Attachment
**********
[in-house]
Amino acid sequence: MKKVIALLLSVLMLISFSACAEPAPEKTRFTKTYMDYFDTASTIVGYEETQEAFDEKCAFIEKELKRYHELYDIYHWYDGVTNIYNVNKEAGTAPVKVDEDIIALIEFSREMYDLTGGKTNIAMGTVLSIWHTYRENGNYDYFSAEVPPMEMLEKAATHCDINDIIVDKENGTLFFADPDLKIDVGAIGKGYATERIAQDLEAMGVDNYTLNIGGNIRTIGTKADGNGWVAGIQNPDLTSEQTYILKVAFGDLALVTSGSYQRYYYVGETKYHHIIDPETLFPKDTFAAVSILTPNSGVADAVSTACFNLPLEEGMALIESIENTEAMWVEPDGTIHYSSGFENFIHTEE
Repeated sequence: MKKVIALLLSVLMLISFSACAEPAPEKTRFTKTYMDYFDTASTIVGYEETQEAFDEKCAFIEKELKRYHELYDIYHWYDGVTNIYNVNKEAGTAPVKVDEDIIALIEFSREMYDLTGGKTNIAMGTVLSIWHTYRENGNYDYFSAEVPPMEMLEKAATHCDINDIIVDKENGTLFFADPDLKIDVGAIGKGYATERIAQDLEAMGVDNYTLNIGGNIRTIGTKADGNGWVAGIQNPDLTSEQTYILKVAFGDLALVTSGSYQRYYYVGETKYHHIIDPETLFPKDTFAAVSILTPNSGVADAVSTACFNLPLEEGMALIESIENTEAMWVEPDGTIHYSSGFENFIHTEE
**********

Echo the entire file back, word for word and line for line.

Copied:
[in-house]
Amino acid sequence: MKKVIALLLSVLMLISFSACAEPAPEKTRFTKTYMDYFDTASTIVGYEETQEAFDEKCAFIEKELKRYHELYDIYHWYDGVTNIYNVNKEAGTAPVKVDEDIIALIEFSREMYDLTGGKTNIAMGTVLSIWHTYRENGNYDYFSAEVPPMEMLEKAATHCDINDIIVDKENGTLFFADPDLKIDVGAIGKGYATERIAQDLEAMGVDNYTLNIGGNIRTIGTKADGNGWVAGIQNPDLTSEQTYILKVAFGDLALVTSGSYQRYYYVGETKYHHIIDPETLFPKDTFAAVSILTPNSGVADAVSTACFNLPLEEGMALIESIENTEAMWVEPDGTIHYSSGFENFIHTEE
Repeated sequence: MKKVIALLLSVLMLISFSACAEPAPEKTRFTKTYMDYFDTASTIVGYEETQEAFDEKCAFIEKELKRYHELYDIYHWYDGVTNIYNVNKEAGTAPVKVDEDIIALIEFSREMYDLTGGKTNIAMGTVLSIWHTYRENGNYDYFSAEVPPMEMLEKAATHCDINDIIVDKENGTLFFADPDLKIDVGAIGKGYATERIAQDLEAMGVDNYTLNIGGNIRTIGTKADGNGWVAGIQNPDLTSEQTYILKVAFGDLALVTSGSYQRYYYVGETKYHHIIDPETLFPKDTFAAVSILTPNSGVADAVSTACFNLPLEEGMALIESIENTEAMWVEPDGTIHYSSGFENFIHTEE